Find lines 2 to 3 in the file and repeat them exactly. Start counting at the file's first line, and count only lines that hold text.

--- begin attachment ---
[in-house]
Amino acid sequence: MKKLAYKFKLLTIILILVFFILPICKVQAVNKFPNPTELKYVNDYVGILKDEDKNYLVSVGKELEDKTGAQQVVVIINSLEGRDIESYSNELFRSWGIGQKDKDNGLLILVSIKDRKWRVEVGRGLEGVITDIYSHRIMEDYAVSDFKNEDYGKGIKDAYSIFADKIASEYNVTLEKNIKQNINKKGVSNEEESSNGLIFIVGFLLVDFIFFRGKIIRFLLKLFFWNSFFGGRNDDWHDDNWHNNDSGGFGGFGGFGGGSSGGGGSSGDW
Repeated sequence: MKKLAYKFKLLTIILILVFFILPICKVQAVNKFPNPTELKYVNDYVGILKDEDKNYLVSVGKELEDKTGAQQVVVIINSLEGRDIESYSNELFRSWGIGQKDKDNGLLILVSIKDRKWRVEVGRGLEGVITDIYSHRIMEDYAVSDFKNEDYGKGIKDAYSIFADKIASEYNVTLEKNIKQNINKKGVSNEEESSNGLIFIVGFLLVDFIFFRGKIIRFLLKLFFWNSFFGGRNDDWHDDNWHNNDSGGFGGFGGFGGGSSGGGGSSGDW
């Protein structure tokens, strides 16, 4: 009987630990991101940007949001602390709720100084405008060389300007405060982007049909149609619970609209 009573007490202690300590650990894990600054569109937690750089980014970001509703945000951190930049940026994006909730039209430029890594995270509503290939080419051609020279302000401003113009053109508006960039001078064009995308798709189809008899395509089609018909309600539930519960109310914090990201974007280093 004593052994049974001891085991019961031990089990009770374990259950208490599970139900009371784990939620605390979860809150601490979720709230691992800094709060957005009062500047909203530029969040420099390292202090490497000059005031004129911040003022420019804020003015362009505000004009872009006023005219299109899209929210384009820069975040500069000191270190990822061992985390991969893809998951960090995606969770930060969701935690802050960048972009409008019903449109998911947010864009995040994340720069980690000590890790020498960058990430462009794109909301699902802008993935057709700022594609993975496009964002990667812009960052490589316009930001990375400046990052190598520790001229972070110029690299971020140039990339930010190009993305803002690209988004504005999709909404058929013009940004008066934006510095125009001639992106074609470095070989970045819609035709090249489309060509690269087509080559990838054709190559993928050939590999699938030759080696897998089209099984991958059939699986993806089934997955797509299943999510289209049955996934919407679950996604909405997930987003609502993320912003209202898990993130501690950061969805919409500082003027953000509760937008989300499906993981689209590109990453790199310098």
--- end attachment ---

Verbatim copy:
Amino acid sequence: MKKLAYKFKLLTIILILVFFILPICKVQAVNKFPNPTELKYVNDYVGILKDEDKNYLVSVGKELEDKTGAQQVVVIINSLEGRDIESYSNELFRSWGIGQKDKDNGLLILVSIKDRKWRVEVGRGLEGVITDIYSHRIMEDYAVSDFKNEDYGKGIKDAYSIFADKIASEYNVTLEKNIKQNINKKGVSNEEESSNGLIFIVGFLLVDFIFFRGKIIRFLLKLFFWNSFFGGRNDDWHDDNWHNNDSGGFGGFGGFGGGSSGGGGSSGDW
Repeated sequence: MKKLAYKFKLLTIILILVFFILPICKVQAVNKFPNPTELKYVNDYVGILKDEDKNYLVSVGKELEDKTGAQQVVVIINSLEGRDIESYSNELFRSWGIGQKDKDNGLLILVSIKDRKWRVEVGRGLEGVITDIYSHRIMEDYAVSDFKNEDYGKGIKDAYSIFADKIASEYNVTLEKNIKQNINKKGVSNEEESSNGLIFIVGFLLVDFIFFRGKIIRFLLKLFFWNSFFGGRNDDWHDDNWHNNDSGGFGGFGGFGGGSSGGGGSSGDW